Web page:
Where does responsive space go from here? … For a long time now, military officials have desired the capability to quickly react to threats by launching a satellite to meet a specific need. Examples of this situation include replacing a failed or destroyed satellite, fulfilling a battlefield requirement for tactical communications, or responding to an urgent need to monitor another country’s activities in space. The military’s next responsive space demonstration, called “Victus Haze,” will build on the lessons learned from Victus Nox. The Space Force’s focus is on exploiting manufacturing and operational capabilities already being developed by the commercial space industry—giving the military the ability to pull a rocket and satellite off an already-running production line—not in fielding a dedicated fleet of small responsive launchers that remain on standby to launch on need.
ArianeGroup adds funding to reusable rocket company. ArianeGroup, Europe’s largest launch vehicle manufacturer, recently invested 27 million euros into a reusable rocket startup called MaiaSpace, European Spaceflight reports. Founded in 2021 and headquartered in France, MaiaSpace is working toward the ambitious goal of a 2025 maiden flight of Maia, a partially reusable two-stage rocket that will be capable of launching a payload of about a half-ton into orbit, when setting aside margin for recovery of the methane-fueled booster stage.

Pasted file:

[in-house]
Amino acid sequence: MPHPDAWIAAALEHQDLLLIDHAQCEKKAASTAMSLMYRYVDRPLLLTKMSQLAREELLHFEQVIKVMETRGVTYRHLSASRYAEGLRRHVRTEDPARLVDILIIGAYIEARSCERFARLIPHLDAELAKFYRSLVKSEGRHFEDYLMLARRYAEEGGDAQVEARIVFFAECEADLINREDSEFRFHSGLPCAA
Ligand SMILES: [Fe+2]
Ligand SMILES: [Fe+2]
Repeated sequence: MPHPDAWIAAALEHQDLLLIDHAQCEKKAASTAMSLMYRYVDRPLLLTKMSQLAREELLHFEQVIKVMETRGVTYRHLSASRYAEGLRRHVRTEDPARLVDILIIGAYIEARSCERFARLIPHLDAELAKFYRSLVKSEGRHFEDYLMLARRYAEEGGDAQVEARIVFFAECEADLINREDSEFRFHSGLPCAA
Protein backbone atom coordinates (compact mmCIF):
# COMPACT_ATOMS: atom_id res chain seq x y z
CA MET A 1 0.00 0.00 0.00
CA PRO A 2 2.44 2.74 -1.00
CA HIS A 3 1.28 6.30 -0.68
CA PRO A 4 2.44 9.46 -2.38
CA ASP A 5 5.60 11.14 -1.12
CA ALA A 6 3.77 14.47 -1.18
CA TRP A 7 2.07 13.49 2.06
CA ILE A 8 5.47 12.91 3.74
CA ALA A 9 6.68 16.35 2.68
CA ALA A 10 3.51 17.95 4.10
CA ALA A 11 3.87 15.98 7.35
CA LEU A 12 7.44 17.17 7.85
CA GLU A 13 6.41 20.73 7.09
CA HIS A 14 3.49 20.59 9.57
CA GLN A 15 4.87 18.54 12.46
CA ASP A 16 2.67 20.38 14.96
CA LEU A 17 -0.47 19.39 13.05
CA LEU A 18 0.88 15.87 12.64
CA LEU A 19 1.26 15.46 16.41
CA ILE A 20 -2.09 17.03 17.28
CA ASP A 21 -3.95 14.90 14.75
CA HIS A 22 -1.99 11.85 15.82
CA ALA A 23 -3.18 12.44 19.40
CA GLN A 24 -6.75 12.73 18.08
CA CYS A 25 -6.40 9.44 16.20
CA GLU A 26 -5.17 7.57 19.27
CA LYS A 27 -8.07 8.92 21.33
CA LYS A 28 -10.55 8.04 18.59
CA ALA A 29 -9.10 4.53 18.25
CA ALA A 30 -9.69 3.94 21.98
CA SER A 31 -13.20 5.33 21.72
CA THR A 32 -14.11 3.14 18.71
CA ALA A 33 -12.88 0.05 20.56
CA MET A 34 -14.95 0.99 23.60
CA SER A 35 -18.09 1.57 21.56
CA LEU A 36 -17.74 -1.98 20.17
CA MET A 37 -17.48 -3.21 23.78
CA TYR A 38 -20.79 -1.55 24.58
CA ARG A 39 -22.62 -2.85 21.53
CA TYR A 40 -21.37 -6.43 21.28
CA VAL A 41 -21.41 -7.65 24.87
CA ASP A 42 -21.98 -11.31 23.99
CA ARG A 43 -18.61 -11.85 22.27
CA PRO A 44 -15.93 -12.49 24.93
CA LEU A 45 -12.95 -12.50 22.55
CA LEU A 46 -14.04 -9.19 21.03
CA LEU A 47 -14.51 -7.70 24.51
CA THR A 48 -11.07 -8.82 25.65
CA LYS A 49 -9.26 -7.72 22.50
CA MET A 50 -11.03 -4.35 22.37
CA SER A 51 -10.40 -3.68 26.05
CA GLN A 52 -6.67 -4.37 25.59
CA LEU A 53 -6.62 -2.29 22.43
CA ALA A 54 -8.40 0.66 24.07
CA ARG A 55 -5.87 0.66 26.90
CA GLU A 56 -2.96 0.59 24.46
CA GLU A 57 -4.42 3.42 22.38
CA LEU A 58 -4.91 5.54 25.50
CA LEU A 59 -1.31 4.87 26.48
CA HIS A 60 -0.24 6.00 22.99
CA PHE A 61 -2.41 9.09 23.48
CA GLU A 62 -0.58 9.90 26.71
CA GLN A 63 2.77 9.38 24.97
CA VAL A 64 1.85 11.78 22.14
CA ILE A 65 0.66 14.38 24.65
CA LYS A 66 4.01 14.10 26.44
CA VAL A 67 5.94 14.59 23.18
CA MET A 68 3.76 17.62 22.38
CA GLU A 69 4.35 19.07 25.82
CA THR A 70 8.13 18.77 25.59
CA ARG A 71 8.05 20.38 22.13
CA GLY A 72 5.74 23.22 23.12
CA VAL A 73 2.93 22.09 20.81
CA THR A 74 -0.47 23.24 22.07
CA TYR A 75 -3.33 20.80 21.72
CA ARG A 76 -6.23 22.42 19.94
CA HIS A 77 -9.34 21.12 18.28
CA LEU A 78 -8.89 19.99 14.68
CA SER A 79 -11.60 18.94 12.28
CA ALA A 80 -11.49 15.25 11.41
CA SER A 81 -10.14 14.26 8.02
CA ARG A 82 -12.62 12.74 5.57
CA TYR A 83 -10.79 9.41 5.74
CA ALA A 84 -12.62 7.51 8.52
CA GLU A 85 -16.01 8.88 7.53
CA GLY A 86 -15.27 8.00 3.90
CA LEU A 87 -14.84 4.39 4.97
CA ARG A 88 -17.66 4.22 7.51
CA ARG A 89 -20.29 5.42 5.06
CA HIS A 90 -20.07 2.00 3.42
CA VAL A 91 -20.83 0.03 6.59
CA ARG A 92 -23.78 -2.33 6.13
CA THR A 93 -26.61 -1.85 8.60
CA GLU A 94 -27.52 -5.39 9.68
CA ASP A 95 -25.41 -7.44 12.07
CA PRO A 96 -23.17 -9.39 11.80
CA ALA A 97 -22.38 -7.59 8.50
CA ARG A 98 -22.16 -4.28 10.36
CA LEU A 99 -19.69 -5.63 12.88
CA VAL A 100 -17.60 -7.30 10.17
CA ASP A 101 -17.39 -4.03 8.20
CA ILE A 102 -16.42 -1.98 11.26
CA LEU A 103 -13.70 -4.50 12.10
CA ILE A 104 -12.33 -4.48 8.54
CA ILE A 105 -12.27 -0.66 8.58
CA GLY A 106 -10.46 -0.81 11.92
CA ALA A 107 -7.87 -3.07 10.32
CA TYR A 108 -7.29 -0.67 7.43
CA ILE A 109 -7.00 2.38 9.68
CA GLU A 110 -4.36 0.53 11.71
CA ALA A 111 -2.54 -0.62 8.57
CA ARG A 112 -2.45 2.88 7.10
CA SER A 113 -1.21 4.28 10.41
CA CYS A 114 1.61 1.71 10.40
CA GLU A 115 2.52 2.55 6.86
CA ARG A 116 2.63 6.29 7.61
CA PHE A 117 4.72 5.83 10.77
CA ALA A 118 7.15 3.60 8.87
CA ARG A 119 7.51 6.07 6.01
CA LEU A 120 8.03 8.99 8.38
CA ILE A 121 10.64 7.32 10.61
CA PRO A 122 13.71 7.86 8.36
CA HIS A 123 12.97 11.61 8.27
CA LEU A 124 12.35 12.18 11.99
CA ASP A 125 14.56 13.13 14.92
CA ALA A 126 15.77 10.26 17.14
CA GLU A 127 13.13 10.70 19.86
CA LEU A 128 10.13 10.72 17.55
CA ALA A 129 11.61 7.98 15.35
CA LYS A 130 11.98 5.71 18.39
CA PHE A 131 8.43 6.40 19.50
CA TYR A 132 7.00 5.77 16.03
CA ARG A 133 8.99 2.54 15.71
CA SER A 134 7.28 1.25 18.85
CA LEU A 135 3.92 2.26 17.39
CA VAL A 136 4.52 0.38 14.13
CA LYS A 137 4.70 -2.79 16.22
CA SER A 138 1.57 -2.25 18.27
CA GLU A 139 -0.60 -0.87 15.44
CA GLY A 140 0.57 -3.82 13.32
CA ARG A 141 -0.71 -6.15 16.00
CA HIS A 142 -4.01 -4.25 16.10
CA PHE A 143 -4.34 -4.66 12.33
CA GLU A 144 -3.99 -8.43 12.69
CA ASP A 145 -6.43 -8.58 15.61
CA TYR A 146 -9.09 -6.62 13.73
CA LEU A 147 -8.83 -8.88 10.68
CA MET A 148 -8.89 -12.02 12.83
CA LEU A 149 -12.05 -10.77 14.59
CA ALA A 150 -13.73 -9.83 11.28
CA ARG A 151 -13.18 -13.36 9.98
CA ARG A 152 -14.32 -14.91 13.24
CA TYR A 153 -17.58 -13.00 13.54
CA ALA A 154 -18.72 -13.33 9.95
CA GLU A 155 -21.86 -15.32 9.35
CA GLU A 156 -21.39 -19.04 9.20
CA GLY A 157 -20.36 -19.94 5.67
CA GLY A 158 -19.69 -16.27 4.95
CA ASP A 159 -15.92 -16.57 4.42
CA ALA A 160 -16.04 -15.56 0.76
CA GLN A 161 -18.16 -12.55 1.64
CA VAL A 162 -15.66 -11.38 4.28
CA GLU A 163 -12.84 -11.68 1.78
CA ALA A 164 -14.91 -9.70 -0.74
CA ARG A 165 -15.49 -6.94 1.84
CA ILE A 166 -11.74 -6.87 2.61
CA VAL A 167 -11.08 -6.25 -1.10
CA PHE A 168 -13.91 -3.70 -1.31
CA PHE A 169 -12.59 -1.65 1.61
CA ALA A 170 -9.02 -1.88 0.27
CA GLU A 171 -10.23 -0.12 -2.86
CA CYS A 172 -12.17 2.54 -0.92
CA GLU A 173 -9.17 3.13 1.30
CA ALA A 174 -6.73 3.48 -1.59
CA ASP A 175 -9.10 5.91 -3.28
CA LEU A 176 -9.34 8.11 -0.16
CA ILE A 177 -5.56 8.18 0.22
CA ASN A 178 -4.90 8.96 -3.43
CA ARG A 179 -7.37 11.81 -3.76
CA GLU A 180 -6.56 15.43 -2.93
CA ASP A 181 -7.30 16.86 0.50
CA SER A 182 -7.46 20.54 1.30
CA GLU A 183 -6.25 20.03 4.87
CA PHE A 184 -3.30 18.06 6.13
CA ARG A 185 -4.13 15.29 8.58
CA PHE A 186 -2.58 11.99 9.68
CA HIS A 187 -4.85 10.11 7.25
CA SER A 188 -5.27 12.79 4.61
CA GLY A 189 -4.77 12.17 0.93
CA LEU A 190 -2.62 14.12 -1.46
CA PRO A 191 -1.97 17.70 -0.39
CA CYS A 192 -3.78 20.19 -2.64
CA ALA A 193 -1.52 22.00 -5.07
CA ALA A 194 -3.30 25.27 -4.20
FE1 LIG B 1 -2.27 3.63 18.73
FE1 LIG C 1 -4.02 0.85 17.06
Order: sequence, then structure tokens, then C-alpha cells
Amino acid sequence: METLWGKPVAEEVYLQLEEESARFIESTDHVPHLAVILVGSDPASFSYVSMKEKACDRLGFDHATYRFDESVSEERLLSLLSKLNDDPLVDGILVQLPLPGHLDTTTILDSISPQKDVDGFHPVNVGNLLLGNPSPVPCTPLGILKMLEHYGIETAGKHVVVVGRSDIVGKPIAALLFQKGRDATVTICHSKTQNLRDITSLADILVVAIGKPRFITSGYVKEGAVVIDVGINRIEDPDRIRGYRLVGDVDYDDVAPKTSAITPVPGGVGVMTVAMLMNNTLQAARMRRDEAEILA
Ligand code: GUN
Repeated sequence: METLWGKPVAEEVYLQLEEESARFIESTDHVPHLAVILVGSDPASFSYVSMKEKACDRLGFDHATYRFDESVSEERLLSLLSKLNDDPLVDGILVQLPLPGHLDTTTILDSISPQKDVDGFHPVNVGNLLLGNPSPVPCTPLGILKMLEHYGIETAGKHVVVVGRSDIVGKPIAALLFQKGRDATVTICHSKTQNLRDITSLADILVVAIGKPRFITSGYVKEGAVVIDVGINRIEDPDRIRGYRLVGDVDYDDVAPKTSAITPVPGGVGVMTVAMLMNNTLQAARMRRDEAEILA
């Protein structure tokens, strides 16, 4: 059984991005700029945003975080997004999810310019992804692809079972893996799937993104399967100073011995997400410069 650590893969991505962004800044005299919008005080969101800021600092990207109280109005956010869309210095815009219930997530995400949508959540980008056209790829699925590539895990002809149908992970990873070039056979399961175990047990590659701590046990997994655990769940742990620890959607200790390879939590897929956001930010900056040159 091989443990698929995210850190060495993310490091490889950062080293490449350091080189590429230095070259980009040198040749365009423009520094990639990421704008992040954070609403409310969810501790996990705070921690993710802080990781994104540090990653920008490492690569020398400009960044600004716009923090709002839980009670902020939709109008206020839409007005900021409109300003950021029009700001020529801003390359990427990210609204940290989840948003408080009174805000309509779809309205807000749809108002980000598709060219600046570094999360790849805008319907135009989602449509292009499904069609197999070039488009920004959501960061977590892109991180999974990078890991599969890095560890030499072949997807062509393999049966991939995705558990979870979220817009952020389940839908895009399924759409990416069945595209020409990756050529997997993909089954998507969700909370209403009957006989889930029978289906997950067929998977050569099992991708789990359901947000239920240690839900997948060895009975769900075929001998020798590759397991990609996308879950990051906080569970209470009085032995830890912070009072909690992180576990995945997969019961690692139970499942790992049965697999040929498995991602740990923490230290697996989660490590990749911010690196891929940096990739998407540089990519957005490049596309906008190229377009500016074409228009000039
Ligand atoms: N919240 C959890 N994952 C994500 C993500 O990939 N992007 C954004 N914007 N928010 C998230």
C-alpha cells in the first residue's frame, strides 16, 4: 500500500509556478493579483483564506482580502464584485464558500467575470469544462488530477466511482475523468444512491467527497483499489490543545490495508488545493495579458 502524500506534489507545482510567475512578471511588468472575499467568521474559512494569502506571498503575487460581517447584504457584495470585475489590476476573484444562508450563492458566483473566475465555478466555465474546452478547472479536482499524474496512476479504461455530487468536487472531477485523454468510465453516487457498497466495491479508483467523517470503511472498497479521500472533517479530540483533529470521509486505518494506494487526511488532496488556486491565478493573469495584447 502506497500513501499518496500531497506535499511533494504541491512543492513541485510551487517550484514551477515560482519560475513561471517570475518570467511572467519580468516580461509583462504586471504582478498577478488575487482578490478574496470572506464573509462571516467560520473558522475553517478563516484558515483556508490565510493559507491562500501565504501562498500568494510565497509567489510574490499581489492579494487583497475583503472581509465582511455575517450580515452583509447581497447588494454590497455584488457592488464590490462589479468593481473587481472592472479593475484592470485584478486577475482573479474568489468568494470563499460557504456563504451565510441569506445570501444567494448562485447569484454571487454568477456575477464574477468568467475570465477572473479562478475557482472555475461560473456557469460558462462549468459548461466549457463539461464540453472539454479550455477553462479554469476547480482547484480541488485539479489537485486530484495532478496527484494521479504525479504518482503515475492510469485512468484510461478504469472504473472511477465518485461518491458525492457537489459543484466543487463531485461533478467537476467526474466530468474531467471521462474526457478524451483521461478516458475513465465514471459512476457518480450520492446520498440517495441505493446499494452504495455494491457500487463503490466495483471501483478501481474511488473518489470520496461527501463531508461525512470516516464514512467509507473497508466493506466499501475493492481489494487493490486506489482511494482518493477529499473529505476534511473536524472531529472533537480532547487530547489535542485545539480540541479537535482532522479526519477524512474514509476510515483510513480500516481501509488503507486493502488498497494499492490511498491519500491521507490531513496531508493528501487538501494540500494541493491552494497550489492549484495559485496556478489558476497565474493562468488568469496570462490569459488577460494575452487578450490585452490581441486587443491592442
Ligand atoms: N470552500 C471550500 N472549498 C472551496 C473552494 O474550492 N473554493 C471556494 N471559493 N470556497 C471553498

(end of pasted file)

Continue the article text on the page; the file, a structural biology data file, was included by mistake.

Finally, some real money … MaiaSpace reported total expenses of just under 3.5 million euros in 2022, nearly half of which was devoted to workforce and staffing costs in the company’s first full year of operation. ArianeGroup has now injected about 33 million euros into MaiaSpace over the last year. This will help MaiaSpace ramp up hiring, testing, and manufacturing as it targets the 2025 inaugural flight of the Maia rocket. Recent technical progress reported by MaiaSpace includes a cryogenic filling test of a full-scale upper-stage qualification model, and sub-system tests on the rocket’s optional kick stage. (submitted by Ken the Bin)
Military awards contract for innovative solid rocket propulsion tech. A startup named X-Bow Systems has received a $17.8 million contract from the US Air Force Research Laboratory to demonstrate additive manufacturing technologies for solid rocket propulsion, Space News reports. X-Bow specializes in additive manufacturing of solid rocket propellant to enable the rapid development of solid rocket motors, which are used by the military in tactical missiles and could be scaled up for use in space launch vehicles.
High hopes … X-Bow eventually hopes to compete for military contracts against established solid rocket manufacturers like Northrop Grumman and Aerojet Rocketdyne, which was recently acquired by L3Harris. The company’s founder, Jason Hundley, says X-Bow’s technology can work for any size rocket motor, and the 3D-printing technology will permit the stand-up of a solid propellant production line within 12 months rather than the three to six years it takes for traditional aerospace companies. (submitted by Ken the Bin)